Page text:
A NDM-1 positive Raoultella planticola was isolated from blood on the ninth day of hospitalization without administration of any carbapenem antibiotics and a NDM-1 positive Escherichia coli was isolated from feces on the 29th day of hospitalization and eight days after imipenem administration. The blaNDM-1 was carried by a 280 kb plasmid pRpNDM1-1 in R. planticola and a 58 kb plasmid pEcNDM1-4 in E. coli. The two plasmids shared a 4812 bp NDM-1-ISCR1 element which was found to be excisable from the plasmid as a free form and transferrable in vitro to a NDM-1 negative plasmid from E. coli.
blaNDM-1 was embedded in an ISCR1 complex class 1 integron as a novel 4812 bp NDM-1-ISCR1 element. The element was found to be able to self excise to become a free form, which may provide a new vehicle for NDM-1 dissemination. This mechanism could greatly accelerate the spread of NDM-1 mediated broad spectrum β-lactam resistance.
PMCID: PMC3940617  PMID: 24594606
9.  The Expression of Programmed Death-1 in Circulating CD4+ and CD8+ T Cells during Hepatitis B Virus Infection Progression and Its Correlation with Clinical Baseline Characteristics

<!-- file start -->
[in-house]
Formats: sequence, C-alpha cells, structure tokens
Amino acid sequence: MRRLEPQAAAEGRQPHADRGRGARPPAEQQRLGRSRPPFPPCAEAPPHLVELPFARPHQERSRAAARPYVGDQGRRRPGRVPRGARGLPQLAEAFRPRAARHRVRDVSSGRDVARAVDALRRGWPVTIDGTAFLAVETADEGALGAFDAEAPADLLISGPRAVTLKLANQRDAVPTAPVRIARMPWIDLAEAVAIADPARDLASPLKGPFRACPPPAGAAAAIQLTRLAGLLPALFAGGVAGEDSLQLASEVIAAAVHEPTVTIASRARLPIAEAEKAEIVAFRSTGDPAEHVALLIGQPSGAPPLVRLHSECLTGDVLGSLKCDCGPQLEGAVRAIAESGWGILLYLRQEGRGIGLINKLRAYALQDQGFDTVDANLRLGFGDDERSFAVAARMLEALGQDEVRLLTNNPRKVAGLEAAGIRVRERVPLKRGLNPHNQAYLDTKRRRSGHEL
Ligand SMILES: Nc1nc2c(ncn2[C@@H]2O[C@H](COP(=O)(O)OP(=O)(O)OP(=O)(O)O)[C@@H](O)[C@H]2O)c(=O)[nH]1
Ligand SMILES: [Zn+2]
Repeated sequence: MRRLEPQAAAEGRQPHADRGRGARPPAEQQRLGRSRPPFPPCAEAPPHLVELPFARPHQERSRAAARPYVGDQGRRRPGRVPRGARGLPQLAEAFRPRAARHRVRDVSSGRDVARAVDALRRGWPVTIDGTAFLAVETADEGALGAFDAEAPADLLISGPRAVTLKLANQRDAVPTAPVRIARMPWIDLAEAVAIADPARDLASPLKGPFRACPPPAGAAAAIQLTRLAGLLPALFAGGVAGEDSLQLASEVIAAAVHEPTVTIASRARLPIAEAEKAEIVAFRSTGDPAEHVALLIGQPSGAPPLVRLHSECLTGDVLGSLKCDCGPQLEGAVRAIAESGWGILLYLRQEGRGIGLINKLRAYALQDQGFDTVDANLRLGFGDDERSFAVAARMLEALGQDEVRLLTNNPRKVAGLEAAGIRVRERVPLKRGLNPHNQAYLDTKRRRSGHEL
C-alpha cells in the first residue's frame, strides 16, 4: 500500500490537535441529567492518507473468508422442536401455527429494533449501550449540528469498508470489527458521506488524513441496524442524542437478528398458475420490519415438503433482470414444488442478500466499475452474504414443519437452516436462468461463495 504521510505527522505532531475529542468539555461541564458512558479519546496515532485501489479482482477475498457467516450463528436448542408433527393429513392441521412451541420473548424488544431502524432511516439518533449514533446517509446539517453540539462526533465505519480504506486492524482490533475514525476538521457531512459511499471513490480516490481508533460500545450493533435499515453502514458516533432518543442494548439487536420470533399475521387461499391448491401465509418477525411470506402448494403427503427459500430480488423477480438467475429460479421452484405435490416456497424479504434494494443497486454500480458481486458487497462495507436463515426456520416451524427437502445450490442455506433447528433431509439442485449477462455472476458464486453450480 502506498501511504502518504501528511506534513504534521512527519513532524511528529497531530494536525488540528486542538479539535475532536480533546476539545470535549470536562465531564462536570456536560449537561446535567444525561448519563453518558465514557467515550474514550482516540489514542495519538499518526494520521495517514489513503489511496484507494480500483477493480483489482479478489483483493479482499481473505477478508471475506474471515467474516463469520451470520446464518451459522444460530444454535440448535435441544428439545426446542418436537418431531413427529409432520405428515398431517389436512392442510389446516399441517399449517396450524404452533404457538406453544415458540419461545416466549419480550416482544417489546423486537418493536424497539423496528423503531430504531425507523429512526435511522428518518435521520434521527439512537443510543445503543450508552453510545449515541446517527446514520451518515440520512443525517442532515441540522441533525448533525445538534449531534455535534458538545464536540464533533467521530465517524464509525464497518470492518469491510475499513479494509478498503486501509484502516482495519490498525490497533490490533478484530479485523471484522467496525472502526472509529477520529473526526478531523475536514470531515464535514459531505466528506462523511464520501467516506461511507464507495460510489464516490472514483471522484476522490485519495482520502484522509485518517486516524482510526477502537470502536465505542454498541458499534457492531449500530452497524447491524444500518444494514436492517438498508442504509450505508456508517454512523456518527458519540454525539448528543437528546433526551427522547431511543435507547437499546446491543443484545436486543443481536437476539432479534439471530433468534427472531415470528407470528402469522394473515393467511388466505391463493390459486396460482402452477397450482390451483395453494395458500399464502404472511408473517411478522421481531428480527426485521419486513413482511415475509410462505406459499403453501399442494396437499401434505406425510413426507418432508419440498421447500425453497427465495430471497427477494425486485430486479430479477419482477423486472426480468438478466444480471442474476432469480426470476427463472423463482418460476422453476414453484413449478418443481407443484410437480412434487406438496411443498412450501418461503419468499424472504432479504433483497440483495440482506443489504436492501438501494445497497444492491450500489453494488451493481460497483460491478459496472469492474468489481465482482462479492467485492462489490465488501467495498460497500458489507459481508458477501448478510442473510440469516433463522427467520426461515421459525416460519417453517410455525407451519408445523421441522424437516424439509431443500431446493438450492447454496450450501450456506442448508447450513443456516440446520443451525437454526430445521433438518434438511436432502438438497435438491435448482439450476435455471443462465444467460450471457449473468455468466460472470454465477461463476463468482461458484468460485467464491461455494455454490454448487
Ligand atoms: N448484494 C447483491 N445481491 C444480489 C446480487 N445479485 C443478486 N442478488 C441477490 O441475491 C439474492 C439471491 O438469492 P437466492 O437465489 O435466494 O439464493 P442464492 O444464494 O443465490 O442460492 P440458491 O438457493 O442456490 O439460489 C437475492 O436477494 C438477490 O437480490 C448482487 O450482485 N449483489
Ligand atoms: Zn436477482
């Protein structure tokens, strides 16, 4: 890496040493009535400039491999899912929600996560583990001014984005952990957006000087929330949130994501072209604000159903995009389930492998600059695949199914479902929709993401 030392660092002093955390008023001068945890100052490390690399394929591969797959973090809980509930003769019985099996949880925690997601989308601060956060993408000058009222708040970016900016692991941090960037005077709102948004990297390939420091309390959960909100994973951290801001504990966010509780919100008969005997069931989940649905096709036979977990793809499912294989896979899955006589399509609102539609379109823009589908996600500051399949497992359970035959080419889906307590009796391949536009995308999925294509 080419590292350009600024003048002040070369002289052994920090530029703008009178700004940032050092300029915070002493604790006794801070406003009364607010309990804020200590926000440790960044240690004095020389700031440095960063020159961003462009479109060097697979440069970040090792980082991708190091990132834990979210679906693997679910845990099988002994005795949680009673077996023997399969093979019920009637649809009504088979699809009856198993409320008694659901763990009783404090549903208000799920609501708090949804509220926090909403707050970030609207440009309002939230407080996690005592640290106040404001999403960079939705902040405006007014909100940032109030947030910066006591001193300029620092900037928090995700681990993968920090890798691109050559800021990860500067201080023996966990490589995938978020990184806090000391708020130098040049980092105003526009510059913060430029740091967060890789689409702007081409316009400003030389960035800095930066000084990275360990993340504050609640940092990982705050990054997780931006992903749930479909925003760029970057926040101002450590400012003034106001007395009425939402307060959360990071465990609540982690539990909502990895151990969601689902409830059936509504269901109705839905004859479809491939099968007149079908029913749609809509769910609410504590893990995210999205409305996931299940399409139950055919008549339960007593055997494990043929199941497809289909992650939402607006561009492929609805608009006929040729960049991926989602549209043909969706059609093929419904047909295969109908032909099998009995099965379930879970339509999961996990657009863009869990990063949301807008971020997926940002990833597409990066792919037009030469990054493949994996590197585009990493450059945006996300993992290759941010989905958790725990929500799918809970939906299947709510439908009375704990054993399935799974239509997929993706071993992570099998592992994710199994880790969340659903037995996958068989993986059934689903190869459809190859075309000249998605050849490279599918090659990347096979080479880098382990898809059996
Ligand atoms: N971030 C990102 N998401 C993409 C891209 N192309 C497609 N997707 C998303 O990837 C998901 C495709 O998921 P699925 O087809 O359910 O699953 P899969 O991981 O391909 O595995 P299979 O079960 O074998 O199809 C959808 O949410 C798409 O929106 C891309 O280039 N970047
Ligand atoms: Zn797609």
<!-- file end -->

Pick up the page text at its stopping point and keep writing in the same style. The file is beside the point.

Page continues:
Gut and Liver  2013;8(2):186-195.
Programmed death-1 (PD-1) expression was investigated in CD4+ and CD8+ T cells from hepatitis B virus (HBV)-infected patients at the chronic hepatitis B (CHB) infection, liver cirrhosis (LC), and hepatocellular carcinoma (HCC) stages.
PD-1 expression in circulating CD4+ and CD8+ T cells was detected by flow cytometry. The correlations between PD-1 expression and HBV viral load, alanine aminotransaminase (ALT) levels and aspartate aminotransferase (AST) levels were analyzed using GraphPad Prism 5.0.
PD-1 expression in CD4+ and CD8+ T cells was significantly increased in both the CHB group and advanced-stage group (LC plus HCC). In the CHB group, PD-1 expression in both CD4+ and CD8+ T cells was positively correlated with the HBV viral load, ALT, and AST levels. However, in the LC plus HCC group, significant correlations between PD-1 expression and the clinical parameters were nearly absent.
PD-1 expression in peripheral CD4+ and CD8+ T cells is dynamic, changes with HBV infection progression, and is related to HBV viral load and liver function, especially in CHB. PD-1 expression could be utilized as a potential clinical indicator to determine the extent of virus replication and liver injury.
PMCID: PMC3964270  PMID: 24672661
Programmed death-1; Hepatitis B virus; Hepatitis B, chronic; Liver cirrhosis; Carcinoma, hepatocellular
10.  Independent Expansion of Zincin Metalloproteinases in Onygenales Fungi May Be Associated with Their Pathogenicity 
PLoS ONE  2014;9(2):e90225.